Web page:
Tuesday, February 21, 2012

Disciplining as a Nanny :: Lying, Whining, and Deliberate Disobedience

Note: The kids I nanny rarely need correction and are, in general, an absolutely wonderful crew of angelic happy folks. Especially the girl in this photograph. I don't seek out chances to correct behaviour and prefer to let kids be crazy kids. But crazy kids need boundaries to be healthy crazy kids.

I started nannying two to four hours a week when I was around 14 years old. This week I will be caring for six children for a combined total of 23 hours in addition to my twenty-credit work load. I’ve cared for single children and I’ve spent mornings taking care of 15 kids while attempting to speak four languages (American English not being one of them because I had to refer to cookies as “biscuits”).

And what do I think kids need in order to thrive? Healthy boundaries.

Kids need to know the limits. They can push them a few times, but eventually they will know what is acceptable and operate happily within them. I’m not talking about limiting their creativity, individuality, or independence. The wildest and most unhappy kids I’ve seen are the ones whose parents can’t draw the lines for them. Their the ones who have the parents whose “no” never really means “no.” While the kids may think that the wishy washy parents works to their advantage, I believe that beneath even what they can acknowledge, they are craving boundaries. When you know that they’re in control, you can feel safe. There is comfort in knowing what to expect.

But many parents, these days, seem to think that discipling and correcting children isn’t always right. They slack off on correcting their behavior which can injure a child in the long run. We're raising a generation that doesn't respond to correction.

As a nanny, my interactions with children are quite different from that that they have with their adults. I don’t see myself as just their passive playmate (although I definitely fill that role and will play for hours with each child). If that’s what the parents want of me, just to play and give in to their every desire, I can do that. But normally I prefer it to be more so me also helping raise the child and encouraging them to become better people who know themselves. I rarely need to take action, but sometimes kids misbehave and I have to let them know from the very start that I expect virtuous behavior from them.

I have found that they react very quickly to correction and praise.

And, the key is that I call them out on their good behaviour. I call them out on it over and over. I love praising them! Love it! It never gets old I love praising them to their parents in front of the kids. I love telling them how much I appreciate the wonderful things they do. I like to praise and acknowledge good behavior at least ten times more than anything negative, normally more.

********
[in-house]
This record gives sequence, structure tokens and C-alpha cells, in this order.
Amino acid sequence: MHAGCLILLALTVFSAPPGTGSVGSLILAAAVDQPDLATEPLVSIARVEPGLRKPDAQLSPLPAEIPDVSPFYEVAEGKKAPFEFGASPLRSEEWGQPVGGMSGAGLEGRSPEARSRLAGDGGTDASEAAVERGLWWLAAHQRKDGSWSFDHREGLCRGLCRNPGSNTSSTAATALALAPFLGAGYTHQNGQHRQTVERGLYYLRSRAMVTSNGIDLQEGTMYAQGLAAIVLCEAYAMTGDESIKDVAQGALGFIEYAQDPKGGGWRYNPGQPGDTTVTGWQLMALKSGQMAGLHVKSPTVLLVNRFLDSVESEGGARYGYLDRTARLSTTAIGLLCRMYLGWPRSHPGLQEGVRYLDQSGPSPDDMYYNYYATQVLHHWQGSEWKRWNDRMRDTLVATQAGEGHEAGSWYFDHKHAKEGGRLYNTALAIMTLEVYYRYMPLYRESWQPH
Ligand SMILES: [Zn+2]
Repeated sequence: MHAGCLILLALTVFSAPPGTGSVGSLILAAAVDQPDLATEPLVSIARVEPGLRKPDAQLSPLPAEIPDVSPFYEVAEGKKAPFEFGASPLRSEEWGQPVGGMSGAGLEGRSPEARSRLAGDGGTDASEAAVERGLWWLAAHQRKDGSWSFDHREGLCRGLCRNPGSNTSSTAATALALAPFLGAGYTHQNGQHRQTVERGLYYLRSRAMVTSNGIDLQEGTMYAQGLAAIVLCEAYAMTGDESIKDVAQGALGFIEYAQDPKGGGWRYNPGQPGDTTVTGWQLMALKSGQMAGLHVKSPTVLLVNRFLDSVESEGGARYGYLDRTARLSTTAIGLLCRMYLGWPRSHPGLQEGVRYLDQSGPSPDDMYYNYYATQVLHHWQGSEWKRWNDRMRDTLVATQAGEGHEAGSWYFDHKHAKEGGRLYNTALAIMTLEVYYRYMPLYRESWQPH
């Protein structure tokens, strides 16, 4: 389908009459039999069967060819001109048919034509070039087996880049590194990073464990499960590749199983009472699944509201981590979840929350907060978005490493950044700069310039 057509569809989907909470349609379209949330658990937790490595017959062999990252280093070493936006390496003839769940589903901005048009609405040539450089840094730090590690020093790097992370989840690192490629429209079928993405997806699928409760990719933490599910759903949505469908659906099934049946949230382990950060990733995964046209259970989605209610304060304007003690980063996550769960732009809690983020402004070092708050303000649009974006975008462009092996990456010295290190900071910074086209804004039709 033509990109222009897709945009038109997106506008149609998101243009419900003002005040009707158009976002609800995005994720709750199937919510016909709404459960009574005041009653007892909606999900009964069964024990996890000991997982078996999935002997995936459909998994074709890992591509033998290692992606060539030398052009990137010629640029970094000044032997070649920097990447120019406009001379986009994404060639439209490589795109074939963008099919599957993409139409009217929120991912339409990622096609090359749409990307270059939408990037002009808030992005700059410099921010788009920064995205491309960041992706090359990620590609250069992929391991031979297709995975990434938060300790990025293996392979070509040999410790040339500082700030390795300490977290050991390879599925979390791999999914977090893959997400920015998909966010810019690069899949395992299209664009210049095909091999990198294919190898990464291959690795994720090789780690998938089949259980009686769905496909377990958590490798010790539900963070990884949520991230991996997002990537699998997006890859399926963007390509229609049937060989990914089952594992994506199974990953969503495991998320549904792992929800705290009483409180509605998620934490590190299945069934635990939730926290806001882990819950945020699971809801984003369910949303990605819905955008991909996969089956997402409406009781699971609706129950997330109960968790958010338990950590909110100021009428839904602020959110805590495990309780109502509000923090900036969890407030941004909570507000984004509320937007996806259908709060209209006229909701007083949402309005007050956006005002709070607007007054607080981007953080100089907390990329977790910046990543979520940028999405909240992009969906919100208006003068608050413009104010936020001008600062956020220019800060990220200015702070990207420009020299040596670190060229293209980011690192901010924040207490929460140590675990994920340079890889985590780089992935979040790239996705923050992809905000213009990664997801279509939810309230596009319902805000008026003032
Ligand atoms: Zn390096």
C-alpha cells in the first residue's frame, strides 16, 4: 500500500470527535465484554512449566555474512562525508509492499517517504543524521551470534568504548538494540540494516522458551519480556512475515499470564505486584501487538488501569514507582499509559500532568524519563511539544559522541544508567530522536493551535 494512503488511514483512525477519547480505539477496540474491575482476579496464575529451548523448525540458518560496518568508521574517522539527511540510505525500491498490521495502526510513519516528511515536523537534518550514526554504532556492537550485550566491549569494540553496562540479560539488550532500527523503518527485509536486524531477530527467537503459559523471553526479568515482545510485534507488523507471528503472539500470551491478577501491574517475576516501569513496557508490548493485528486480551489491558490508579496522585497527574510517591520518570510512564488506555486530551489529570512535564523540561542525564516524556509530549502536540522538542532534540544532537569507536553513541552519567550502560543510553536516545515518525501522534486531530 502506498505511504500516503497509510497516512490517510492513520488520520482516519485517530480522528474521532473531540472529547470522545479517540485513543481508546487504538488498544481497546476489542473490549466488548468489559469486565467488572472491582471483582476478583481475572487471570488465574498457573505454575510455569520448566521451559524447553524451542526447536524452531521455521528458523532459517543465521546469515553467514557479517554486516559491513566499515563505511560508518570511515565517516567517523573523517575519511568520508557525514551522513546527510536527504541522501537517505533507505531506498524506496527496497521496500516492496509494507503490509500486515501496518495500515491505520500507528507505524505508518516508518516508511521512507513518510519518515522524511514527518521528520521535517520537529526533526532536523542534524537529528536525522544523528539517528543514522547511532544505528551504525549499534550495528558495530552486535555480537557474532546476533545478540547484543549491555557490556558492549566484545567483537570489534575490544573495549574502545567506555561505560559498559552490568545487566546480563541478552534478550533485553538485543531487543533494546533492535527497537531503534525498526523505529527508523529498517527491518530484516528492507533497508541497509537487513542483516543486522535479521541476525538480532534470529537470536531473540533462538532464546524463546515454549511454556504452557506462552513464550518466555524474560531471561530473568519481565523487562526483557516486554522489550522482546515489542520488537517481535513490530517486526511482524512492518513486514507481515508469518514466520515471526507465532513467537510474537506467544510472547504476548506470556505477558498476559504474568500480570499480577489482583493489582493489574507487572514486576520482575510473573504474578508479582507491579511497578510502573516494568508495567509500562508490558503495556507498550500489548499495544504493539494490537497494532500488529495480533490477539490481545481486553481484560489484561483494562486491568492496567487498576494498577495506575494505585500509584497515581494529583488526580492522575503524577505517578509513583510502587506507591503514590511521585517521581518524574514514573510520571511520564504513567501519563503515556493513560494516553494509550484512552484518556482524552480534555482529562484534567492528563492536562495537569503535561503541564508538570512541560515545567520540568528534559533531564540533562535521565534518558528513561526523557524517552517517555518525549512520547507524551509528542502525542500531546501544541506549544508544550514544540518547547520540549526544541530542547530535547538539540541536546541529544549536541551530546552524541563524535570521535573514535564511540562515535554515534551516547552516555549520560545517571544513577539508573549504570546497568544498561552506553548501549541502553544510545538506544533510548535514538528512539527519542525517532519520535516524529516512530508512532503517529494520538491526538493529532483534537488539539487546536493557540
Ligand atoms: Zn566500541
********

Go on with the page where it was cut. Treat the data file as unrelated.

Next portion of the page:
Kids love to be praised. They try to be good. They want to be good. And I want them to know their their efforts are being noticed. I know it isn’t easy. I want them to act in ways to earn the praise instead of pushing limits to see how I react.

But sometimes they do misbehave.

I do have my discipline voice and my kids know it well. It is very distinct, solemn, and straight forward. I do not crack a smile when using it. I don’t ever use it in jest or play. I only stop using it once the kid understands that what they did was wrong and we’ve worked through it. I’ll break out of it sooner if I’m working with the kid on talking about why they did what they did.

There are three cases when I’ll use it and two behaviors that I consider to be unacceptable.

One is lying. Sometimes, kids lie when it seems a whole lot easier than telling the truth. Lying is completely and totally unacceptable and never tolerated by me. I consider it to be a serious offense that needs to be dealt with as it weakens our relationship when I feel I can't trust their word. I need the kids to know that they can’t slip one past me. They need to know that they will be caught. This isn't just for my own benefit now. They need to learn at an early age that it doesn’t work out. It's a life lesson that truth really is the best policy.

Second is acting with the intentions of harming someone else.

Third case I might use the voice is deliberate disobedience and acts of defiance.

Accidents are fine. If I know a kid wasn’t trying to be bad when something happens, I don’t make a big deal of it. Something breaks? They drop something? They really didn’t know? No problem. They have to help clean up the mess, usually, but they can tell from my tone of voice and attitude that I don’t hold it against them in any way. Accidents really don't phase me. What matters to me are the intentions behind the actions.

But, let’s say they aren’t behaving. What do I normally do?

First, if the family has a structured method the kids are used to, I always use that. I always respect the wishes of the parents. I had one family where all I had to say is, “There will be consequences.” Then, if I had to, I would tell the parents when they got home and they dealt with it. It was a system that worked quite well.

Sometimes, kids just want attention. Actually, I think they always want attention - and they’ll do crazy things to get it - and sometimes those crazy things are not what they ought to be doing (I’m all for silliness and nonsense, but there are lines - I do not encourage kids to chew with their mouth open or yell in the faces of others). Frequently, in these cases where the silly slips into not-quite-appropriate, I’ll just turn my head and not acknowledge the action. I will look above their heads and ignore them completely for as long as they act in that way. The moment they are back to acceptable behaviour, I look them in the eyes and interact in full again.